[35] Controlling the quantum stereodynamics of ultracold bimolecular reactions
DOI: 10.1038/nphys1939

[36] Timing the release in sequential double ionization
DOI: 10.1038/nphys1946

[37] Millikelvin cooling of an optically trapped microsphere in vacuum
DOI: 10.1038/nphys1952

[38] A synthetic electric force acting on neutral atoms
DOI: 10.1038/nphys1954


[39] Dominant prion mutants induce curing through pathways that promote chaperone-mediated disaggregation
DOI: 10.1038/nsmb.2031

[40] Strain conformation, primary structure and the propagation of the yeast prion [PSI+]
DOI: 10.1038/nsmb.2030

[41] Homology-directed Fanconi anemia pathway crosslink repair is dependent on DNA replication
DOI: 10.1038/nsmb.2029



The following list of places refers to the whereabouts of authors on the papers numbered in this release. The listing may be for an author's main affiliation, or for a place where they are working temporarily. Please see the PDF of the paper for full details.

Brisbane: 17
Canberra: 4

Innsbruck: 13

Sofia: 26

Hamilton: 21
Toronto: 28

Beijing: 9
Shanghai: 28

Praha: 26

Ballerup: 22

Creteil: 21
Lyon: 21
Paris: 41

Erlangen: 20, 26
Frankfurt: 18, 36
Garching: 35
Goettingen: 34
Hannover: 35
Heidelberg: 23, 30
Karlsruhe: 21

Athens: 21
Patras: 21

Hong Kong: 35

Cagliari: 21
Naples: 11, 3
Rende: 13
Rome: 13, 41
Segrate: 27
Trieste: 26

Aichi: 29
Chiba: 29
Hyogo: 19
Kanagawa: 29
Kyoto: 25, 27
Osaka: 29
Tokyo: 27, 29
Tsukuba: 19
Yokohama: 21

Pohang: 4

Msida: 21

Mexico City: 38

Groningen: 16
Leiden: 21
Rotterdam: 21, 33

Bergen: 6
Oslo: 24

Coimbra: 1
Lisbon: 21
Oeiras: 1

Belgrade: 21

Connexis: 31
Singapore: 31

Barcelona: 26

Malmo: 2

Basel: 16, 33
Geneva: 8
Zurich: 16, 17, 30, 33, 34, 36

Istanbul: 21

Bristol: 21
London: 21
Oxford: 11, 21


La Jolla: 5, 8, 15, 40
San Francisco: 40
Stanford: 7, 21

Boulder: 35

Newark: 34

Tallahassee: 12

Honolulu: 24

Chicago: 3
Urbana: 3, 32

Lawrence: 6
Kansas City: 21

Orono: 6

Baltimore: 15
Bethesda: 2, 12, 14, 15, 21
Gaithersburg: 35

Billerica: 8
Boston: 2, 21
Cambridge: 1, 2
Framingham: 2
Woods Hole: 6
Worcester: 7

Ann Arbor: 7

St Louis: 28

Las Vegas: 24

New York
Cold Spring Harbor: 22
New York: 3, 41

North Carolina
Durham: 1, 10

Columbus: 34

Philadelphia: 21

Rhode Island
Providence: 24, 39

Austin: 37
Dallas: 34

Chantilly: 21

Seattle: 6, 30

Madison: 34
Milwaukee: 3
Stoughton: 3


For media inquiries relating to embargo policy for all the Nature Research Journals:

Rachel Twinn (Nature London)
Tel: +44 20 7843 4658; E-mail: [email protected]

Neda Afsarmanesh (Nature New York)
Tel: +1 212 726 9231; E-mail: [email protected]

Ruth Francis (Head of Press, Nature, London)
Tel: +44 20 7843 4562; E-mail: [email protected]

For media inquiries relating to editorial content/policy for the Nature Research Journals, please contact the journals individually:

Nature Biotechnology (New York)
Michael Francisco
Tel: +1 212 726 9288; E-mail: [email protected]

Nature Cell Biology (London)
Sowmya Swaminathan
Tel: +44 20 7843 4656; E-mail: [email protected]

Nature Chemical Biology (Boston)
Carrie Meggs
Tel: +1 617 475 9241, E-mail: [email protected]

Nature Chemistry (London)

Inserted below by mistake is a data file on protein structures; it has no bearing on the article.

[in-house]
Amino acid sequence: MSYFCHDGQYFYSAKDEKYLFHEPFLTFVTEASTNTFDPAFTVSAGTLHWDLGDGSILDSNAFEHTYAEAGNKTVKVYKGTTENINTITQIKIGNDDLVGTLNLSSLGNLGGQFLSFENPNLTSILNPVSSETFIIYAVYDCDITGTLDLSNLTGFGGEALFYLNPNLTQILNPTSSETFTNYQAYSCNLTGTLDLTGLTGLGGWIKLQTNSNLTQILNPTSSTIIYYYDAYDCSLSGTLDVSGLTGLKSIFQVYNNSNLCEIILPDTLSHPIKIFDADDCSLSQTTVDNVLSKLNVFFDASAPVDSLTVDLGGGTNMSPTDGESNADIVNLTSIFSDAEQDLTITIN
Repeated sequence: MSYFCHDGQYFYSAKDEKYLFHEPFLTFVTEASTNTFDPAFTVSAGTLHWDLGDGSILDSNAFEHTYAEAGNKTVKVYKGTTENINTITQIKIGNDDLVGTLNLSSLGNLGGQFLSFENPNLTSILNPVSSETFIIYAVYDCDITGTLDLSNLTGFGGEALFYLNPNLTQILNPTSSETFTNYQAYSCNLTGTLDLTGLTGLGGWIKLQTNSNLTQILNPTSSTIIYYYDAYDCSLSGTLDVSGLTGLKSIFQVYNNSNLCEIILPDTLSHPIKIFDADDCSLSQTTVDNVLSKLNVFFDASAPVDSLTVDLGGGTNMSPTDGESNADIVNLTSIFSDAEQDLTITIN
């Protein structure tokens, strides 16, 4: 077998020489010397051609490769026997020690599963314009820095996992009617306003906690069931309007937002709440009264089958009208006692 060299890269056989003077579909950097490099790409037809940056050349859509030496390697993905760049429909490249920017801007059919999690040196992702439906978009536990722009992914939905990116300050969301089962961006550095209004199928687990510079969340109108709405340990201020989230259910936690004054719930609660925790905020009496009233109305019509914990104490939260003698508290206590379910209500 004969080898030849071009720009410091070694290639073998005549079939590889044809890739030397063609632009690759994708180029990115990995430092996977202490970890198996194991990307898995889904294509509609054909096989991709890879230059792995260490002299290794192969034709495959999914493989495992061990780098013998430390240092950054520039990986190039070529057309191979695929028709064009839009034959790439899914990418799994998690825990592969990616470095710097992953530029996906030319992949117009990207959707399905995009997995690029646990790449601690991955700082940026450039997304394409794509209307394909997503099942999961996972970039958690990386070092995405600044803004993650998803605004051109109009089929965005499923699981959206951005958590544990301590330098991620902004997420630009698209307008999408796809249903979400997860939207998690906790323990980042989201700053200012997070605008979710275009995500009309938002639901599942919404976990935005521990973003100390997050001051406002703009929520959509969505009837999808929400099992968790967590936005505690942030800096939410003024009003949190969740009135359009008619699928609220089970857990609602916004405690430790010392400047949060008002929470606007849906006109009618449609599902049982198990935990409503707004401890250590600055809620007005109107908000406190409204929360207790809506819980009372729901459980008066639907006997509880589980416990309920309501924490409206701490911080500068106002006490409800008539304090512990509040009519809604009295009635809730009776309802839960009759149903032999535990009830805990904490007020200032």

Stuart Cantrill
Tel: +44 20 7014 4018; E-mail: [email protected]

Nature Climate Change (London)
Olive Heffernan
Tel: +44 20 7014 4009; E-mail: [email protected]

Nature Genetics (New York)
Myles Axton
Tel: +1 212 726 9324; E-mail: [email protected]

Nature Geoscience (London)
Heike Langenberg
Tel: +44 20 7843 4042; E-mail: [email protected]

Nature Immunology (New York)
Laurie Dempsey
Tel: +1 212 726 9372; E-mail: [email protected]

Nature Materials (London)
Vincent Dusastre
Tel: +44 20 7843 4531; E-mail: [email protected]

Nature Medicine (New York)
Juan Carlos Lopez
Tel: +1 212 726 9325; E-mail: [email protected]

Nature Methods (New York)
Hugh Ash
Tel: +1 212 726 9627; E-mail: [email protected]

Nature Nanotechnology (London)
Peter Rodgers
Tel: +44 20 7014 4019; Email: [email protected]

Nature Neuroscience (New York)
Kalyani Narasimhan
Tel: +1 212 726 9319; E-mail: [email protected]

Nature Photonics (Tokyo)
Oliver Graydon
Tel: +81 3 3267 8776; E-mail: [email protected]

Nature Physics (London)
Alison Wright
Tel: +44 20 7843 4555; E-mail: [email protected]

Nature Structural & Molecular Biology (New York)
Sabbi Lall
Tel: +1 212 726 9326; E-mail: [email protected]

About Nature Publishing Group (NPG):

Nature Publishing Group (NPG) is a publisher of high impact scientific and medical information in print and online. NPG publishes journals, online databases and services across the life, physical, chemical and applied sciences and clinical medicine.

Focusing on the needs of scientists, Nature (founded in 1869) is the leading weekly, international scientific journal. In addition, for this audience, NPG publishes a range of Nature research journals and Nature Reviews journals, plus a range of prestigious academic journals including society-owned publications. Online, provides over 5 million visitors per month with access to NPG publications and online databases and services, including Nature News and NatureJobs plus access to Nature Network and Nature Education’s

Scientific American is at the heart of NPG’s newly-formed consumer media division, meeting the needs of the general public. Founded in 1845, Scientific American is the oldest continuously published magazine in the US and the leading authoritative publication for science in the general media. Together with and 15 local language editions around the world it reaches over 3 million consumers and scientists. Other titles include Scientific American Mind and Spektrum der Wissenschaft in Germany.

Throughout all its businesses NPG is dedicated to serving the scientific and medical communities and the wider scientifically interested general public. Part of Macmillan Publishers Limited, NPG is a global company with principal offices in London, New York and Tokyo, and offices in cities worldwide including Boston, Buenos Aires, Delhi, Hong Kong, Madrid, Barcelona, Munich, Heidelberg, Basingstoke, Melbourne, Paris, San Francisco, Seoul and Washington DC. For more information, please go to

Published: 21 Mar 2011

Contact details:

The Macmillan Building, 4 Crinan Street
N1 9XW
United Kingdom

+44 20 7833 4000
News topics: 
Content type: